Two EOS Gambling Platforms Fall Prey to $260,000 Hack
Smart contracts on two EOS gambling platforms have been hacked in the last four days to the tune of more than a quarter of a million dollars, with another platform paying out $600,000 to one user in an unusual-looking jackpot which EOSBet insists was simply luck.
DEOSGames Hacked — $24,000 Stolen
We are back up and running with EOS game for last 6+ hours. Yesterday, we got a malicious contract exploit our contract. it is a good stress test and we got significant improvements on contract level. Keep doing what we do, remember we are still in beta!
— DEOSGames (@DEOS_Games) September 10, 2018
The first and more minor hack occurred on Sept. 9 when a DEOSGames user named runningsnail went on what appeared to be quite the winning streak, with $1,000 payments made dozens of times. The user would deposit 10 EOS and then win the jackpot 30 seconds later, like clockwork, a suspiciously-automated process which can be seen here in the user’s eosflare account overview.
DEOSGames confirmed that its smart contract had been hacked, spinning the malicious exploit as “a good stress test” in a short statement released on social media.
EOSBet Hacked — $236,000 Stolen
Yesterday, /u/EOSBetCasino released a statement on Reddit explaining the nature and scale of a smart contract hack resulting in a major loss of funds.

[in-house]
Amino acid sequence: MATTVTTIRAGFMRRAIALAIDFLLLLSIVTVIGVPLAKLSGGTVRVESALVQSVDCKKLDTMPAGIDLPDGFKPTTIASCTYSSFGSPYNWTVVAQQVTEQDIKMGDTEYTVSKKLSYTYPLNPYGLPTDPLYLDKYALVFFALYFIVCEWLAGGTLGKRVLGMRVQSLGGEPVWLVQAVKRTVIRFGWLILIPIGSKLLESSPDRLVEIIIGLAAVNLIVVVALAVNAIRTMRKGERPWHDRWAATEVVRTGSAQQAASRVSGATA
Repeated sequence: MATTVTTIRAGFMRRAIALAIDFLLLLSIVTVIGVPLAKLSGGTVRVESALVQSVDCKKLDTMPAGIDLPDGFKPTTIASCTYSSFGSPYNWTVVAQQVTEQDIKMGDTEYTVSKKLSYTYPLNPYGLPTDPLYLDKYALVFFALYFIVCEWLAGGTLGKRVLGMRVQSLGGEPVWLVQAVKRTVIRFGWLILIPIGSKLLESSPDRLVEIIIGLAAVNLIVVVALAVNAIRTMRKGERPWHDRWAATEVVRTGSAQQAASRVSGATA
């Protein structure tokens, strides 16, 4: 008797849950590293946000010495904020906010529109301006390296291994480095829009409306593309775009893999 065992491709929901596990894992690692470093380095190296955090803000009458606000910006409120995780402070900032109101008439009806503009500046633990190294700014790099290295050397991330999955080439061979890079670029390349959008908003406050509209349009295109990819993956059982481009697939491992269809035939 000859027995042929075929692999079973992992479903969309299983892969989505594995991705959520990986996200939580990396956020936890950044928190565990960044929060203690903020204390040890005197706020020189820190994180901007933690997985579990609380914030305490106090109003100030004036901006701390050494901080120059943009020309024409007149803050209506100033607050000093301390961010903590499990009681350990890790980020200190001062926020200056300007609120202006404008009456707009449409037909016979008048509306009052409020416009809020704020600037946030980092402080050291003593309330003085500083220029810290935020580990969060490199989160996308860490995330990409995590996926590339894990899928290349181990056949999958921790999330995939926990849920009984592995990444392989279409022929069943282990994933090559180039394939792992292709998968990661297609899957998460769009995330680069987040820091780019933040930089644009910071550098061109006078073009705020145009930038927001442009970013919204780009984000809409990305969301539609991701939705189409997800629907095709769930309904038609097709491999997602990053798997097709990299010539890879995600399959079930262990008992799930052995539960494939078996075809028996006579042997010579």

“Dear EOSBet Community,
On September 14th around 3:00AM UTC we experienced a hack and breach of our bankroll, resulting in a theft of 44,427.4302 EOS before our contracts were taken offline by the development team. The remaining 463,745 EOS in our EOSBETDICE11 and EOSBETCASINO contracts are safe, the vulnerability is patched, and we are back online. We want to be as transparent as possible in explaining this breach and addressing any concerns the community might have.”
The hacker exploited a flaw in the code that allowed them to bypass the esio.token ->transfer function, which meant that their funds were not deposited to the smart contract. Whenever they lost, they didn’t have to pay, but if they won they would win real funds which could then be cashed out, essentially allowing them to gamble in a consequence-free casino dishing out free money.
The team posted the section of code that was vulnerable for inspection and went on to explain what had been changed and for what reason, a move that was met by praise from several of the users on Reddit. Others were not so forgiving, with one user mocking the skill of the team and the third-party auditors they claim to have hired in a section of the team statement, which read:
“We take security very seriously at EOSBet. Our code was audited extensively by our development team and multiple independent 3rd parties.”
Did a Third EOSBet hack take place?
This statement comes days after a user on the same platform won $600,000 in a series of consecutive wins which took place in which the user repeatedly doubled their money in a series of dice rolls over the course of 36 hours. The incident was suspicious enough for The Next Web to characterize it as a hack, but EOSBet have since claimed that there was no code exploit and that the user was simply lucky, something which is currently being investigated.
Images from Shutterstock
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